I got to where I thought 14 should be with 5 minutes to spare, but I couldn’t find the CP.  With some frantic searching, I found it and realized that no one was there to make sure I made the cutoff.  Then I remembered that we actually had to get to the Water drop at the road junction to the South-East of CP 14.  I hopped out on the road and heard my watch beep.  That meant it was 10:59 (my watch was a little over a minute faster than the race director’s).

I started to sprint (using that term loosely)  as fast as my chubby ass could go. I was picturing a race volunteer standing there looking at a watch with an evil grin on her face, counting down the seconds and getting ready to tell me I had failed.  I made it to the water drop with mere seconds to spare and… there was nobody there.  I guess the whole cutoff thing was on the honor system.

It doesn’t matter, because I made the cutoff.  Yes, the margin was thinner than a supermodel on a two-month long herion binge, but I had made it.  So skipping the two CP’s was the right decision so far.  I had covered 12 CP’s in 120 minutes exactly.  So, if I could keep up the 10 min per CP pace, I might actually make the 2:00 cutoff (16 CP’s left x 10 min = 160 min and I had 180 minutes left).

I slammed a cup of Gatorade, ate a couple of cookies, and headed off to CP 15. I hit CP’s 15 through 20 with no problems.  I mean I nailed them!  I was still moving slowly by most people’s standards, but, for me, I was rockin’ it.  I was keeping contact with the map at all times, and I found the CP’s exactly where I thought they would be.

Next, I would’ve really liked to skip CP 21 (it was actually the most skipped CP of the race), but I had already burned my two skips.  I hadn’t seen any other racers since CP 14, so I was sure I was in last place as I reached CP 21.  After I punched my passport, a woman comes jogging up to the control out of nowhere and punches her passport.  We both commented that we thought we were the only ones left on the course and then started on our way to #22.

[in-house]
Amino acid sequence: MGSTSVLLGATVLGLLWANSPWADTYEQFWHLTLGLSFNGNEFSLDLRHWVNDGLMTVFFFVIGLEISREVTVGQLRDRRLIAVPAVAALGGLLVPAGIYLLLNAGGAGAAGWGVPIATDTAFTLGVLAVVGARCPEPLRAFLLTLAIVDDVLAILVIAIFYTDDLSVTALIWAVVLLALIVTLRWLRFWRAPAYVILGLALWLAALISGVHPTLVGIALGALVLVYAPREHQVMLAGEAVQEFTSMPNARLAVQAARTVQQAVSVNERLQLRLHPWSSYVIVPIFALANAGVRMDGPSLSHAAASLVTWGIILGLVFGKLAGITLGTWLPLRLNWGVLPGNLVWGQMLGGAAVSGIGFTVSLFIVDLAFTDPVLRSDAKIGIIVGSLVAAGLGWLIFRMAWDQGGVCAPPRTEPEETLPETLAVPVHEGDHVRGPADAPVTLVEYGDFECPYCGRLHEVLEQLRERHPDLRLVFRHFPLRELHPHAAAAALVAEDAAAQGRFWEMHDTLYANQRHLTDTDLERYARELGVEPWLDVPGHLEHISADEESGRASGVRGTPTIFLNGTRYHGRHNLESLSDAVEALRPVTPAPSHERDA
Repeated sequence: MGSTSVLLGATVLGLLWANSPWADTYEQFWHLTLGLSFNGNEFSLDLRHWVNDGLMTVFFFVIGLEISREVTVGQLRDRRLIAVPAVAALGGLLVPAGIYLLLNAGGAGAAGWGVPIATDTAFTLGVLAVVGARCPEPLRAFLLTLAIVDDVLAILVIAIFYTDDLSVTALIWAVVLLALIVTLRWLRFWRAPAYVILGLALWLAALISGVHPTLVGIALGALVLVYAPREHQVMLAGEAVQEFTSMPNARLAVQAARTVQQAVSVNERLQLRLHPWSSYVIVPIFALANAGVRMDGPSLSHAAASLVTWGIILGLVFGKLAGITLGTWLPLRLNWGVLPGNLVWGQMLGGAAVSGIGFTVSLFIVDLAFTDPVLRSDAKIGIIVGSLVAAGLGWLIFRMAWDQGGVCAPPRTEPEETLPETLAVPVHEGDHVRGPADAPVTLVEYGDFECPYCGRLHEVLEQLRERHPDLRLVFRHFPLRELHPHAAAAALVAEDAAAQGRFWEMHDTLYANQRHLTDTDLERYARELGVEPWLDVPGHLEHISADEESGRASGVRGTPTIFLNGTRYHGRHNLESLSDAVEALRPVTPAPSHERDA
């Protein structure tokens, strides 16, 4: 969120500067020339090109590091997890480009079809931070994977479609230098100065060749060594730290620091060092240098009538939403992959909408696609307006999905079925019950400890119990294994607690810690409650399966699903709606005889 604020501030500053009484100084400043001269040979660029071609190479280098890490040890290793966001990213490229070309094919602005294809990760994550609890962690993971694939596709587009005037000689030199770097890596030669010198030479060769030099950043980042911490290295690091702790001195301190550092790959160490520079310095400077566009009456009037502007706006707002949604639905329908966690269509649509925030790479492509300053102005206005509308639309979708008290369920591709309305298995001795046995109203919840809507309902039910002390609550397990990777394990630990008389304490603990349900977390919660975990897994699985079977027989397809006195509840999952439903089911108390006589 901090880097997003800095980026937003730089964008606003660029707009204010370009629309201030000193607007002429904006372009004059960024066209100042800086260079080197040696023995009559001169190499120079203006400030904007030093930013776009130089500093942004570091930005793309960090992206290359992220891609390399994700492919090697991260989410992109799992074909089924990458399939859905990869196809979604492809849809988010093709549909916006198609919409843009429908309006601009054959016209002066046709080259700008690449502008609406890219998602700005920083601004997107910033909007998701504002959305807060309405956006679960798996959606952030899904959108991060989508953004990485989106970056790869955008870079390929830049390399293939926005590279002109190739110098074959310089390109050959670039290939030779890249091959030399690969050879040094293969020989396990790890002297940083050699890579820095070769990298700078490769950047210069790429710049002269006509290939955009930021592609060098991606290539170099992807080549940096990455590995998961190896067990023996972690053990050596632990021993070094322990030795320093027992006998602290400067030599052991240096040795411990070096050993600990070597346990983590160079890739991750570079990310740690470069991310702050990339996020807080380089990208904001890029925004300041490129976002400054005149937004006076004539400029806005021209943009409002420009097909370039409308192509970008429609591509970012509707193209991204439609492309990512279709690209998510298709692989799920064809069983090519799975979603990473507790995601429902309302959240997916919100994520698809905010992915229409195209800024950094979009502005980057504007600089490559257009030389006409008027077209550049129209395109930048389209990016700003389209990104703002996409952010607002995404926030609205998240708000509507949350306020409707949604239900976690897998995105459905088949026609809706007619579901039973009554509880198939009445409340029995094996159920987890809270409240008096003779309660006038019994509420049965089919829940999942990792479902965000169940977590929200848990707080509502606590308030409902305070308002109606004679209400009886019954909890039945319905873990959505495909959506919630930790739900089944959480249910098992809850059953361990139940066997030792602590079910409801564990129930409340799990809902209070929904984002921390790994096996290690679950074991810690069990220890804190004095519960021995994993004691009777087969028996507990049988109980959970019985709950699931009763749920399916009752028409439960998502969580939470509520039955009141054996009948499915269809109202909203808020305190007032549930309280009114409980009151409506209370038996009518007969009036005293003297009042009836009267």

I “let” her start out ahead of me since I am so chivalrous – you know, ladies first and all that.  Okay, that is yet another lie.  She took off ahead of me before I took my bearing.  We both seemed to be taking the same route to 22.  We also took the same route to 23, with her ahead of me once again.  I hope she didn’t think I was following her, because I wasn’t – seriously.  No really, I wasn’t.  I swear.

On the way to #24 is where I made my move.  I was like Cole Trickle in Days of Thunder. We slammed into each other as I was trying to pass her (“Rubbin’ is Racin'”), and I smashed through the brush as she fell behind me wondering what the hell just happened (“He’s going high. Goddamn it!” Trickle takes the lead).

Cole Trickle Possum Trot

Yeah, I felt as cool as Cole Trickle looks.

Okay, so it didn’t happen exactly like that.  She decided to take the trail, and I decided to bushwhack.  I got to CP 24 and didn’t see her anywhere.  Did she beat me here?  Did she have a skip left?  I had no idea, but there was no time to think about it.  I moved on to #25, and then hit the water drop again on the way to #26.  Always looking over my shoulder, I never saw her again, so she must have taken the faster route.  Another cup of Gatorade and a couple more cookies at the aide station hit the spot.

The rest of the CP’s went very smoothly.  My legs were starting to hurt, and time was running out.  Fortunately, I didn’t make any errors, and I made it to the finish line with 6 minutes and 25 seconds to spare.  I handed in my passport and got a couple of congratulations.  Most people had already left by now.  I ate a baked potato (apparently there was no other food left for slow, fat guys), and hopped in my car after snapping this cheesy shot:

Luke after the Possum Trot XIII

I checked my phone, and I had a voicemail.  It was from the meet director saying that they were ready to go home. Now, I know that I was slow, but this pissed me off a little bit.  If you’re not gladly willing to wait until the very end of the race for people like me, then you should make the time cutoff 3 hours.  This would have only allowed 16 of the 36 competitors to finish, but at least it would have been a shorter race. I know I’m not one of the elite guys (and maybe I never will be), but shouldn’t these races be open to everyone?  I think so.